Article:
Erebus is a documentary-style poetry collection from author Jane Summer. It is part memoir and part journalistic expose’. Michael Klein says Erebus is “anxious and wild and completely unexpected.” It’s our most ambitious title to date, and it’s now available.

Erebus by Jane Summer

by Jane Summer

$24.95   /   Poetry/Documentary         
ISBN: 9781937420901   /   Release Date 12 March 2015


In 1979, an Air New Zealand Antarctic sightseeing flight crashed into Mount Erebus, killing all aboard, including a friend of author Jane Summer. Years later, through fate or coincidence, Summer finds herself poised to promote that same airline through a travel article she’s writing for a magazine. The experience jars both her dreams and memories, resulting in a documentary-style poetic exposé on a government’s drive to hide what really happened, the 257 lives lost, and a woman who changed Summer forever. This is a new kind of poetry. This is Erebus.


“I don’t even know what to call Jane Summer’s astounding Erebus—it’s that gorgeous, that transcendent, except to say that with this love-letter/elegy/anti-elegy about a real friend in a world of counterfeits, she has invented a kind of poetry that is anxious and wild and completely unexpected. The book is hybrid in structure—with citations and photos and its scrap from a musical score—but it also represents the hybrid nature of our collective psyche:  how we remember; why we forget, and, most tenderly, how we can live in the past not as ghosts in regret but as preservationists—of which Summer is one—who can fully inhabit the present and the past at the same time. I was in constant awe at Erebus’s sheer originality. I felt like I was reading a book about a new way to tell time.”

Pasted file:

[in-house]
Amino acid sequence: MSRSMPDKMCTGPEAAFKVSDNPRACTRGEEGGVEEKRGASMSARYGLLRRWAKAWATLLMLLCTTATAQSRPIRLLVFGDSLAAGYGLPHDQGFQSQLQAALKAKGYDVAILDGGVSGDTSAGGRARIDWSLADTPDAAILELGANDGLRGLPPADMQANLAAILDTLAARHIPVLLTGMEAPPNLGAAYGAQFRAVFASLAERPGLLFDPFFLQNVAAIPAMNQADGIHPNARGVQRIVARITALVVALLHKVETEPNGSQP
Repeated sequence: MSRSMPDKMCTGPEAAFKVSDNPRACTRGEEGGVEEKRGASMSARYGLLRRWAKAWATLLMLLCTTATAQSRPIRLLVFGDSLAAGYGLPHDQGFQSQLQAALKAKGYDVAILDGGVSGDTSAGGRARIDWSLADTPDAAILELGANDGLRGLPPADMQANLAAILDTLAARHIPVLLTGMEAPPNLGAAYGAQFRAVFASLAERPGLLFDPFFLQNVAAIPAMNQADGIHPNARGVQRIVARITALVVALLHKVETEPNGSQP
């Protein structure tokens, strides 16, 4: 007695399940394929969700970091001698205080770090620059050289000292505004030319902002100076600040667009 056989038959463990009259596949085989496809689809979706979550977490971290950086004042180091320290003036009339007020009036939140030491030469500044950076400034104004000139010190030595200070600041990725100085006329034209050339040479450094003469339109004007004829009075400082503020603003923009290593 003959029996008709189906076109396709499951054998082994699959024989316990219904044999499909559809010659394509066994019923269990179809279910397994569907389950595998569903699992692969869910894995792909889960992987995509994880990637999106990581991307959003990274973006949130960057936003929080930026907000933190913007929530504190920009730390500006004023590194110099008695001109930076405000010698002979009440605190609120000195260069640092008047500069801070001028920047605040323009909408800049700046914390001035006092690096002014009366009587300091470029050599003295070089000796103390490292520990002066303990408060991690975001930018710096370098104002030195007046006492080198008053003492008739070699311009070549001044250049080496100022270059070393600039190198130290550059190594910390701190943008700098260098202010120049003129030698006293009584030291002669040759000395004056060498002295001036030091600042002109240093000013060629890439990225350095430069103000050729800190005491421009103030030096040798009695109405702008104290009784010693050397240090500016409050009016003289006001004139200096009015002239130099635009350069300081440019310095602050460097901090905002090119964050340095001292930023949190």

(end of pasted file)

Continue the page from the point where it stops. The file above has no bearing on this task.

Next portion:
Michael Klein, author of When I Was a Twin


Jane Summer’s Erebus asks, “…what does death do but make of someone three-dimensional two?” and proceeds in elegy for a friend who died in a plane crash. This book is about a friend and loss, and it is also about poetry itself: perhaps one of the only tools available to map grief when corporate and government cover-up, an inquest record number, missing archival evidence, and silence are the public coordinates offered. “Accident,” as Summer explores, is most often accompanied by suspicion and sensationalism. Yet instead of resignation and refusal, a sharp lyric organizes the grief response here—a lyric fused with document and photographs adding up to traces, marks. Named for Antarctica’s volcano mountain, Erebus is a book/site of inhabited flatness, a surface that makes space for the imminence of language as an event of its own, rising up from impossibility. In this way Jane Summer’s book honors her friend Kay without sentimental falsity. This is not easy and never should be—it is poetry.

Jill Magi, author of LABOR


 The award-winning writer Jane Summer cherishes Ruth Reichl’s autographed 1998 memoir, the prize for a New York Times food-writing contest. Ms. Summer’s novel The Silk Road (2000) was recently recorded by and A.M. Homes selected her story “Peaceful Village” for inclusion in the 2013 Masters Review.